Under Kansas law, grandparents have the right to ask the court for visitation with their grandchildren. However, these rights must be balanced against the parents’ objections, if any, and the best interests of the child. This article provides an overview of the process and explains what grandparents will have to show in order to convince a judge to allow them time with their grandchildren.
When do requests for grandparent visitation arise?
These types of requests may come up under any circumstance in which grandparents are not allowed to visit with their grandchild, for example, when one of the child’s parents dies, and the child’s surviving parent prohibits his or her in-laws from seeing the child. Under these circumstances, the in-laws - as the child’s grandparents - can ask the court to order the surviving parent to allow them to visit their grandchild. However, grandparents cannot ask the court for visits with their grandchild if the child’s parents’ rights have been cut off or terminated by a previous court order. So, where a parent has lost all custody rights over his or her child, then that parent’s parents (the grandparents to the child) also have no rights to see the child.
How do I begin the process?
You have to file a petition (legal paperwork) for grandparent visitation in the county where the child resides with the child’s parent, guardian or other person with custody. If you already have an order for visitation with your grandchild, and you want it enforced, you will have to file a motion for enforcement; the court is supposed to give you a hearing within 21 days from the date your motion is filed.
What will I have to show the court in order to get visitation with my grandchild?
Generally, judges will evaluate two factors when deciding whether grandparents may visit their grandchildren. First, the grandparent must show that there is a “substantial relationship” between the grandparent and the grandchild, which means that you spend time with the child. But the grandparent–grandchild relationship doesn't have to be current; grandparents can meet this requirement by showing a past relationship with the child. If you have tried to be a part of the child’s life, but the child’s parent has been actively preventing you from seeing the child, it’s important to show the judge what efforts you have made to see the child.
Secondly, the grandparent must show that visitation is in the child’s best interests, considering the child’s health, safety and welfare. Judges want to know how the child will be affected by having contact with the grandparents. For example, the grandparents may want overnight visits with the child without being fully able to provide appropriate care. Or, there may be a lot of bad feelings and conflict between the parent and grandparent, which might make visitation a negative experience for the child.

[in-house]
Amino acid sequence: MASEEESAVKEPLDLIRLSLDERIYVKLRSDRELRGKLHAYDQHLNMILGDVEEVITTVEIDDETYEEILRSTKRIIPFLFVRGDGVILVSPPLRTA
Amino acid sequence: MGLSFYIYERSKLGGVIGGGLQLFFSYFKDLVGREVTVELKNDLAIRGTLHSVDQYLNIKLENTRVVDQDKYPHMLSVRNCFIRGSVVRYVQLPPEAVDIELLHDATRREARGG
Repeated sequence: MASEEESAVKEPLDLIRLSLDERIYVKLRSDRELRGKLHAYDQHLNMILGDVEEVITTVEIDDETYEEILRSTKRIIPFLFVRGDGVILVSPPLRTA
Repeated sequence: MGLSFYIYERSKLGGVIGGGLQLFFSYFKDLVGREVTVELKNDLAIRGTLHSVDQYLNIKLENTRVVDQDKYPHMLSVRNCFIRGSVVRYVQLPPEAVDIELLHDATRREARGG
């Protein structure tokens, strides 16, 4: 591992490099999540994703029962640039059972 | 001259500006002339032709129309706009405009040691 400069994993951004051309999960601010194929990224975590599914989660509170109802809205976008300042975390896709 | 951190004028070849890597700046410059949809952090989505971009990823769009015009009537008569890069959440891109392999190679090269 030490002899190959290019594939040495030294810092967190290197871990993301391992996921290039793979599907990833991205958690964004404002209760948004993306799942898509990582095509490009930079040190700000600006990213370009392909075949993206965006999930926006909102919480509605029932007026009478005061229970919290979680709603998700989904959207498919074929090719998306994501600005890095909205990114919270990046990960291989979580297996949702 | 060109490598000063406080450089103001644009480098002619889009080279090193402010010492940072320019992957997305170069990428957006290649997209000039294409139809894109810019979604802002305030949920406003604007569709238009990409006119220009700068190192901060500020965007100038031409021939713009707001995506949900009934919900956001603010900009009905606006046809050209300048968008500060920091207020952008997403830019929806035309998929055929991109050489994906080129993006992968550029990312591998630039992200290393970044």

Judges will also want to understand the grandparent’s relation to the child. The grandparent can be related to the child by blood or by marriage, such as a “step-grandparent” or a person who is the parent of the child’s stepparent.
The law presumes that a child’s parent is fit and will act in the child’s best interests. So, if the child’s parent objects to the grandparent’s visitation, courts will take that objection very seriously. In that situation, the grandparent would have a heavy burden of showing that the parent is not acting in the child’s best interest by contesting the grandparent’s request.
Are there any risks to pursuing grandparent visitation?
In Kansas, courts that are considering a grandparent’s request for visitation can award attorney’s fees to the child’s parent, unless the judge finds that such an order would be unfair. For example, if the judge finds that the parent’s objection to the grandparent’s visitation is reasonable, the grandparent may be ordered to pay the parent’s attorney’s fees and court costs.
If, on the other hand, the parent has been unreasonable in stopping the grandparent from seeing the child, or the parent violated a court order by preventing the grandparents from visiting, the judge would not order the grandparents to pay the parents’ legal costs.
However, there are many cases where both sides are reasonable, and they just disagree as to what is best for the child. In those cases, Kansas law still allows the judge to order the grandparents to pay the parents’ attorneys’ fees and costs. If the court doesn't award the parents their fees and costs, the judge has to find that such an award is inequitable or unfair.
How can I get custody of my grandchild?
If a state agency removes a child from the parent’s care, and the child is not placed with the other parent, grandparents can request that the court award custody to them. In this case the judge considers:
- the wishes of the parent, child and the grandparent
- how much the grandparent has been involved with the child’s care
- the exact circumstances that prompted the child to be placed with the grandparent, including whether there has been any domestic violence or whether the child is with the grandparent so the parent can work, and
- the physical and mental health of all involved.
There are other circumstances in which grandparents may seek custody of their grandchildren. If you don’t have a situation where your grandchildren have been removed from their parents’ custody, but you think they are being neglected or receiving inadequate care, you should consult an experienced family law attorney in your area to determine whether you can get custody and become their legal guardian.
Click here for the Kansas Judicial Branch website, which has links to the Kansas Judicial Council and helpful information on how to represent yourself in court.